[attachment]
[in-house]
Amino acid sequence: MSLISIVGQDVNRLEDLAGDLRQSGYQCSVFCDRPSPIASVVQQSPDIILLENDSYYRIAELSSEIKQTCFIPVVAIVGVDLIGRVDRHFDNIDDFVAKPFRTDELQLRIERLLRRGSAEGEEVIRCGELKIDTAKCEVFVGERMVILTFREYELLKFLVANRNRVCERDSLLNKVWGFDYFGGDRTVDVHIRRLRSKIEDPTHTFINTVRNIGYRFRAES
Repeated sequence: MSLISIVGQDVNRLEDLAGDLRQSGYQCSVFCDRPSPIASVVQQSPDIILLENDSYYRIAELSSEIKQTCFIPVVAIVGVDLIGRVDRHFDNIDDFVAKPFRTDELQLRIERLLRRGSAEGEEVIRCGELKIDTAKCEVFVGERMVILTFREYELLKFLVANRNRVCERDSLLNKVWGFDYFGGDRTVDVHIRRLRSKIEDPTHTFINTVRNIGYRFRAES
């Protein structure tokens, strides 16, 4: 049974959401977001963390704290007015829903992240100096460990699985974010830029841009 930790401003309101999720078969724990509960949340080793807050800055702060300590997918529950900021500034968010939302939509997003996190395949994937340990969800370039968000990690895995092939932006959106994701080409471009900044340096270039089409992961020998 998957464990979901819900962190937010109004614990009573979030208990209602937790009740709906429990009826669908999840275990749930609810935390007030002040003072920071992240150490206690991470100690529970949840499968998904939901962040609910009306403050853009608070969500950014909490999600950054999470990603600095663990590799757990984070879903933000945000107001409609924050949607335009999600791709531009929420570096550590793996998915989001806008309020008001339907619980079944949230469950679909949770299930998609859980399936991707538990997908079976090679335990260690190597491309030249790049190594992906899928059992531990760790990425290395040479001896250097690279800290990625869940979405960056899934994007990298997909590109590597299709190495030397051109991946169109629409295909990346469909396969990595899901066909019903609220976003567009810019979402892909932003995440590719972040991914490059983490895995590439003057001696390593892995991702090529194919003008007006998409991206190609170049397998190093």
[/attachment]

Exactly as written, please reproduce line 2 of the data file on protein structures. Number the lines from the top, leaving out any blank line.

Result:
Amino acid sequence: MSLISIVGQDVNRLEDLAGDLRQSGYQCSVFCDRPSPIASVVQQSPDIILLENDSYYRIAELSSEIKQTCFIPVVAIVGVDLIGRVDRHFDNIDDFVAKPFRTDELQLRIERLLRRGSAEGEEVIRCGELKIDTAKCEVFVGERMVILTFREYELLKFLVANRNRVCERDSLLNKVWGFDYFGGDRTVDVHIRRLRSKIEDPTHTFINTVRNIGYRFRAES